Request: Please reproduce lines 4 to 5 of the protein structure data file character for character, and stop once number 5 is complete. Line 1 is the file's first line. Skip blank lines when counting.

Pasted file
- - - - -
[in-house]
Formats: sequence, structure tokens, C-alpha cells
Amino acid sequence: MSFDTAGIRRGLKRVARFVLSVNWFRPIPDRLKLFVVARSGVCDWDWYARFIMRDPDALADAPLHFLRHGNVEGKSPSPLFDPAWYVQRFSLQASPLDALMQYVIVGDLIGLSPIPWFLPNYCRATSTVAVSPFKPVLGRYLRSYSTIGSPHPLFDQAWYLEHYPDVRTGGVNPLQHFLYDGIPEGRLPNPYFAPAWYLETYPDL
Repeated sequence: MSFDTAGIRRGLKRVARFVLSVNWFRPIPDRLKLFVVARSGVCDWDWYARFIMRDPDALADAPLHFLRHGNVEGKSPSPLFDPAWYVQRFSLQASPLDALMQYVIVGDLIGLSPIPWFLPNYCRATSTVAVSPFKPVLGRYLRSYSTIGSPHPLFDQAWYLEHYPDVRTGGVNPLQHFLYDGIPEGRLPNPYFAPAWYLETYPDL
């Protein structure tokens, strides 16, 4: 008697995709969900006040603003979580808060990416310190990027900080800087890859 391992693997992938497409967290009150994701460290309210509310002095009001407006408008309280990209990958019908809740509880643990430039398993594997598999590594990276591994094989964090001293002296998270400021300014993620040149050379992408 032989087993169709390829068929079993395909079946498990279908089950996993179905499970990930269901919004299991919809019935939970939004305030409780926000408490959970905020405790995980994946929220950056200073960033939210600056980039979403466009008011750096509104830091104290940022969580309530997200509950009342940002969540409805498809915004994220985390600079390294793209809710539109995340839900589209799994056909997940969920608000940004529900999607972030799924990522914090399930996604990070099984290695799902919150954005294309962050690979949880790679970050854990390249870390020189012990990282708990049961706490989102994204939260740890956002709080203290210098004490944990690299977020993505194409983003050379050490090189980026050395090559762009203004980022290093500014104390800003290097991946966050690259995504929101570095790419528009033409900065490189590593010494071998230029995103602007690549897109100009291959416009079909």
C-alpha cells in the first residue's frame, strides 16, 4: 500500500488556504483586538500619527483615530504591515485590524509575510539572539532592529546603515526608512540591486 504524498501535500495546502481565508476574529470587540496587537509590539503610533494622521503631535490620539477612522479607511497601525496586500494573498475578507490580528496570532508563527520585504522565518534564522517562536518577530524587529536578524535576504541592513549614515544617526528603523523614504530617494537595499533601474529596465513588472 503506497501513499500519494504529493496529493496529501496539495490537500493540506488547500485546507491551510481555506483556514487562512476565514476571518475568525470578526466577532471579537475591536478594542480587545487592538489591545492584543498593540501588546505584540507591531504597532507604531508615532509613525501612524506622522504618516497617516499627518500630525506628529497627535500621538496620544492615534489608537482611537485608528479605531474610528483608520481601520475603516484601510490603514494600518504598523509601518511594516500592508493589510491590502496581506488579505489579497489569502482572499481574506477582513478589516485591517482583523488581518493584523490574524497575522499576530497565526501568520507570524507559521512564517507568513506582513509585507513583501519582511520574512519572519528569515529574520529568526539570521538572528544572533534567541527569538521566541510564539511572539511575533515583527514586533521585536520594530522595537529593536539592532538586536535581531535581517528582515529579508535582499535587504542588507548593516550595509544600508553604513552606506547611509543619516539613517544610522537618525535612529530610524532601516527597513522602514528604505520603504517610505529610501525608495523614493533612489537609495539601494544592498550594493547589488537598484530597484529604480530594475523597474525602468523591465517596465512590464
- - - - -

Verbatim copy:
Repeated sequence: MSFDTAGIRRGLKRVARFVLSVNWFRPIPDRLKLFVVARSGVCDWDWYARFIMRDPDALADAPLHFLRHGNVEGKSPSPLFDPAWYVQRFSLQASPLDALMQYVIVGDLIGLSPIPWFLPNYCRATSTVAVSPFKPVLGRYLRSYSTIGSPHPLFDQAWYLEHYPDVRTGGVNPLQHFLYDGIPEGRLPNPYFAPAWYLETYPDL
């Protein structure tokens, strides 16, 4: 008697995709969900006040603003979580808060990416310190990027900080800087890859 391992693997992938497409967290009150994701460290309210509310002095009001407006408008309280990209990958019908809740509880643990430039398993594997598999590594990276591994094989964090001293002296998270400021300014993620040149050379992408 032989087993169709390829068929079993395909079946498990279908089950996993179905499970990930269901919004299991919809019935939970939004305030409780926000408490959970905020405790995980994946929220950056200073960033939210600056980039979403466009008011750096509104830091104290940022969580309530997200509950009342940002969540409805498809915004994220985390600079390294793209809710539109995340839900589209799994056909997940969920608000940004529900999607972030799924990522914090399930996604990070099984290695799902919150954005294309962050690979949880790679970050854990390249870390020189012990990282708990049961706490989102994204939260740890956002709080203290210098004490944990690299977020993505194409983003050379050490090189980026050395090559762009203004980022290093500014104390800003290097991946966050690259995504929101570095790419528009033409900065490189590593010494071998230029995103602007690549897109100009291959416009079909």